Access Type

Open Access Dissertation

Date of Award

January 2011

Degree Type


Degree Name



Immunology and Microbiology

First Advisor

Henry K. Wong

Second Advisor

Wei-Zen Wei


Cytotoxic T-lymphocyte antigen 4 (CTLA-4) is a T cell surface protein that is homologous to CD28 and binds to the B7 family of ligands. Unlike CD28, CTLA-4 interaction transmits a negative signal in T cells, leading to suppression of proliferation. CTLA-4 is constitutively expressed on regulatory T cells (Tregs) but is also inducible in effector T cells. The mechanisms driving transcriptional regulation of CTLA-4 are poorly understood. Our previous work identified a bona fide NFAT1 binding site in the proximal promoter for effector T cells. In addition, we found histone acetylation occurred after stimulation.

As a result of its role in suppressing T cell proliferation, CTLA-4 is important for regulation of T cell responses. CTLA-4-immunoglobulin fusion proteins have shown efficacy to quell the overactive immune system in various types of autoimmune diseases. Alternatively, blocking antibodies to CTLA-4 have been used in cancer therapies to boost the anti-tumor immune response. Malignant cells of cutaneous T cell lymphoma (CTCL) express elevated levels of CTLA-4, which may contribute to reduced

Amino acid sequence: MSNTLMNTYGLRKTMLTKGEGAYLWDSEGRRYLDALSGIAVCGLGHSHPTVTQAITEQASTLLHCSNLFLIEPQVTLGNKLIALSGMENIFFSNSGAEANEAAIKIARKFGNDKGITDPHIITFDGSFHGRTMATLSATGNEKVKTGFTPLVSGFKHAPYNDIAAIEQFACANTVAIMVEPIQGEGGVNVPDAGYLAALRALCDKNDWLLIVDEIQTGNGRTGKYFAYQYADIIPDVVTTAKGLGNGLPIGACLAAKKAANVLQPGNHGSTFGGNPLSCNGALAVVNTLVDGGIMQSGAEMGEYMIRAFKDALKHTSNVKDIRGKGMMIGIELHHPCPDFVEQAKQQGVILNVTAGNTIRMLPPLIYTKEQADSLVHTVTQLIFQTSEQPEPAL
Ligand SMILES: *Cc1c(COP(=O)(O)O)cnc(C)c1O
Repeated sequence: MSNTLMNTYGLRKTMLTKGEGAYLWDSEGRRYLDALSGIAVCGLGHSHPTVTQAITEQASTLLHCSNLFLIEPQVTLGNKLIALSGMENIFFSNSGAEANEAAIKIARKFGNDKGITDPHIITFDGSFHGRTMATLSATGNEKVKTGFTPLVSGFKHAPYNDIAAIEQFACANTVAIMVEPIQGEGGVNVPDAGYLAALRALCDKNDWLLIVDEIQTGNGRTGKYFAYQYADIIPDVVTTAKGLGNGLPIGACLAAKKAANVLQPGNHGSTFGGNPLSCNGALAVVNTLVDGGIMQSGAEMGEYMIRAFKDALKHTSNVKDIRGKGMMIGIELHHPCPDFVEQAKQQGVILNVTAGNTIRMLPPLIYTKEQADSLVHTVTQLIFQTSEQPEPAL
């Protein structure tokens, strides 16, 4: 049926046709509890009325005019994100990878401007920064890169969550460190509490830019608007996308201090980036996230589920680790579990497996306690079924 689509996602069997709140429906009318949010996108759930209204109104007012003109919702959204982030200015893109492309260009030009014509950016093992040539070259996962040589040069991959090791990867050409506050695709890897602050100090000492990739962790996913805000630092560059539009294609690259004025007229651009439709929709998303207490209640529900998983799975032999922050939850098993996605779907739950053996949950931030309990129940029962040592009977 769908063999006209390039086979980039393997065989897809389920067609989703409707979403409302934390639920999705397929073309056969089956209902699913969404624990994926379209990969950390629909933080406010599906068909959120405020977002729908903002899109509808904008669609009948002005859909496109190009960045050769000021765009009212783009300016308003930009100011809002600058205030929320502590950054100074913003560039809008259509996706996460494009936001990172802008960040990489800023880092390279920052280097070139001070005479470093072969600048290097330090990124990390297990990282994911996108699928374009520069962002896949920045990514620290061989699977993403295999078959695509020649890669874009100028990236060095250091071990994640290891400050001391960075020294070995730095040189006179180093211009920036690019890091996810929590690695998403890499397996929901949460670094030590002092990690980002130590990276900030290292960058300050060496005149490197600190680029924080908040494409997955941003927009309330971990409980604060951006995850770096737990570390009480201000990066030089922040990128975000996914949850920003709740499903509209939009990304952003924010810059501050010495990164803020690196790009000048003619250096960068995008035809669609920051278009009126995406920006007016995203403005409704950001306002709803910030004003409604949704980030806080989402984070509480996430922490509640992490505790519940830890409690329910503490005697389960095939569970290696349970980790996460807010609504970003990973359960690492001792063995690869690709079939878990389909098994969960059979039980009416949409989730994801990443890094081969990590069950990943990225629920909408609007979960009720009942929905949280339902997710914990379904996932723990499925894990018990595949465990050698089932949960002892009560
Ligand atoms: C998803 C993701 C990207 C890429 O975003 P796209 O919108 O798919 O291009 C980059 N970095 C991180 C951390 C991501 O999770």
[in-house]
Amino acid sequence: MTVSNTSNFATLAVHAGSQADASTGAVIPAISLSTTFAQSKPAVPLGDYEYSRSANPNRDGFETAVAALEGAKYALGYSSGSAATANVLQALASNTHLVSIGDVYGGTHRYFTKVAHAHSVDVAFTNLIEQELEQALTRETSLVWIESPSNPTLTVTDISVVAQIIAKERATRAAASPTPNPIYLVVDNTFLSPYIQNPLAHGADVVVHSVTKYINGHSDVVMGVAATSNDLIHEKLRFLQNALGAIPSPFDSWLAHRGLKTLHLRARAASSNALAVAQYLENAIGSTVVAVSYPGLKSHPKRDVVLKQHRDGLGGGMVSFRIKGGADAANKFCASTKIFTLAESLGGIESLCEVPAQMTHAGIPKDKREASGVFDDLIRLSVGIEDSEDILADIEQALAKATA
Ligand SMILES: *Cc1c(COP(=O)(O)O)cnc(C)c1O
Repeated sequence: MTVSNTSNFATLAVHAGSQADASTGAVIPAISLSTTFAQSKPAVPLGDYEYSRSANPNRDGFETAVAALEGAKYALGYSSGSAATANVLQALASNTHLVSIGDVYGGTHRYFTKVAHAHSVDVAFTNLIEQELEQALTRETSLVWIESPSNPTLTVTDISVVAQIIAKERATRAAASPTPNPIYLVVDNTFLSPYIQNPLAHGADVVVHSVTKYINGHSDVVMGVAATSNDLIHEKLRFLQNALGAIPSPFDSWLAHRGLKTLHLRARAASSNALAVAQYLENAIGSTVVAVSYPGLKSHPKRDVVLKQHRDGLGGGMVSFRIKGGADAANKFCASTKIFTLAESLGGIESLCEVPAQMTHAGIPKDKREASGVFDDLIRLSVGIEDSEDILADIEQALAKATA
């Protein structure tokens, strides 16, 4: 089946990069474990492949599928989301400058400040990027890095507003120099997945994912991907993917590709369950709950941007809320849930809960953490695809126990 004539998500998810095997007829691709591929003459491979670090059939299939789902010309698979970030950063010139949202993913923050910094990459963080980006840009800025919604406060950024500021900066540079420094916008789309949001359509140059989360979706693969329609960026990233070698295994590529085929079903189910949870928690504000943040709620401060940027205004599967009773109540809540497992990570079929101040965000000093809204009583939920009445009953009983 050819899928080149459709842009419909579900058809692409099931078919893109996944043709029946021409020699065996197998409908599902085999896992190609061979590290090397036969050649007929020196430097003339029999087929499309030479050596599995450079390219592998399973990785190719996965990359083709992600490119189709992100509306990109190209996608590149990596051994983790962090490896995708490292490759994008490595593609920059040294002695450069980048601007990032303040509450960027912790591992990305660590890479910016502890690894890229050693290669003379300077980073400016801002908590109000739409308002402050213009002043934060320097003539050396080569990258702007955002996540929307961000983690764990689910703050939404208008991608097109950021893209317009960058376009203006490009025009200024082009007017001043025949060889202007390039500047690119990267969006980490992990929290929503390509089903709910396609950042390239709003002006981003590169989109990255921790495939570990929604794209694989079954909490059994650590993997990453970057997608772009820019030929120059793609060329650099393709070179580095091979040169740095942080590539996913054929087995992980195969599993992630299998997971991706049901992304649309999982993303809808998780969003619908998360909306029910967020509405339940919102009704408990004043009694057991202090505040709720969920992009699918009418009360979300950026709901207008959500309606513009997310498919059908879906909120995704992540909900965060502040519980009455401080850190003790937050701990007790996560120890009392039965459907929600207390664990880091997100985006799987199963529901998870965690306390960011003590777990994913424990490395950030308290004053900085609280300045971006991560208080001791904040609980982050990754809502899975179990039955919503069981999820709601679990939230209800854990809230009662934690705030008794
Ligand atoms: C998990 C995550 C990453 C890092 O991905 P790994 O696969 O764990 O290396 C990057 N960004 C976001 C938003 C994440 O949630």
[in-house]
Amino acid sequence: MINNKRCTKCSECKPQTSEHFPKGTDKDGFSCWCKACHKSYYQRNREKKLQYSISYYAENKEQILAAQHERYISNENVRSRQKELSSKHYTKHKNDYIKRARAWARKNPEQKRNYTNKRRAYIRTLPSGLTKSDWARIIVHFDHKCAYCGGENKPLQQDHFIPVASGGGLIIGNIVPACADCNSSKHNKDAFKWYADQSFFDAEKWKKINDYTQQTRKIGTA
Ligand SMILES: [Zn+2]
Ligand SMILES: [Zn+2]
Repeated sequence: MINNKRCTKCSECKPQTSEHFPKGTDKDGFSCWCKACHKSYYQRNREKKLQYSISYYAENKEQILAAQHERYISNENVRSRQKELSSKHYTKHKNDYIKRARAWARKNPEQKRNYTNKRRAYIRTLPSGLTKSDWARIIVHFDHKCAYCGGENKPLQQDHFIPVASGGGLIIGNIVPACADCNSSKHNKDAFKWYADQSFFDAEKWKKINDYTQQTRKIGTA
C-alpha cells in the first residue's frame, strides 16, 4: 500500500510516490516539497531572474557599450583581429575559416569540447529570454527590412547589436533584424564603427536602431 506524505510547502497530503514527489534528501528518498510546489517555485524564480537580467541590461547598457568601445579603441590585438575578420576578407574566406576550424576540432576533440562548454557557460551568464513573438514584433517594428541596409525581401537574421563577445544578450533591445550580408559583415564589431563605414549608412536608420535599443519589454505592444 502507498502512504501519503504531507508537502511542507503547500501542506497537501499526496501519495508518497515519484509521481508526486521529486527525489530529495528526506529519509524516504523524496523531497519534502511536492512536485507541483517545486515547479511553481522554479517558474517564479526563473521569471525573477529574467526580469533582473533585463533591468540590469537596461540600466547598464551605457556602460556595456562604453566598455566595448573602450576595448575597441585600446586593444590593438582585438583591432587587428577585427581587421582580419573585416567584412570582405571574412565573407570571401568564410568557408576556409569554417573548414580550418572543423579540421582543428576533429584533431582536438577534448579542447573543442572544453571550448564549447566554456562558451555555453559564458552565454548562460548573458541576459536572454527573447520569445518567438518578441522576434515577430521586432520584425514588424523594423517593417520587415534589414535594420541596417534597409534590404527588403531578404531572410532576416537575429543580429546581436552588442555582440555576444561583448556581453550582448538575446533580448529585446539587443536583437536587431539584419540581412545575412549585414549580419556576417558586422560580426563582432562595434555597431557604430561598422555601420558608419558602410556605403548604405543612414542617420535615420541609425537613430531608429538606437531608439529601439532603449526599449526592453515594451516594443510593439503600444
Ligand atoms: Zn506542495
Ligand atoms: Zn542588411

tumor immunity as the disease progresses. The objective of this work was to identify mechanisms of transcriptional regulation of CTLA-4 to better understand how this gene can be modulated to potentially cater the immune response for a variety of immune-mediated diseases.

The major findings of this work include a mechanism by which proteasome inhibition augments CTLA-4 transcription in normal primary human CD4 T cells. The Th2 associated transcription factor GATA3 is both elevated and activated by phosphorylation after treatment with the proteasome inhibitor bortezomib, which in turn leads to CTLA-4 transcriptional activation in primary CD4 T cells. This finding may in part explain the increase in CTLA-4 found in CTCL, where GATA3 is also more abundant, particularly in its phosphorylated state. The increased CTLA-4 in our primary cell model is capable of suppressing T cell proliferation, demonstrating the potency of transcriptional modulation of this gene. Additionally we explored epigenetic and topological modifications that occur for CTLA-4 activation. We found the histone acetyltransferases p300 is responsible for histone 3 acetylation at the CTLA-4 promoter, and its activity is required for CTLA-4 transcription. We also discovered a previously undiscovered role for topoisomerase I in expression of a variety of induced genes, including CTLA-4. These results define novel mechanisms governing transcriptional activation of CTLA-4 in human effector CD4 T cells.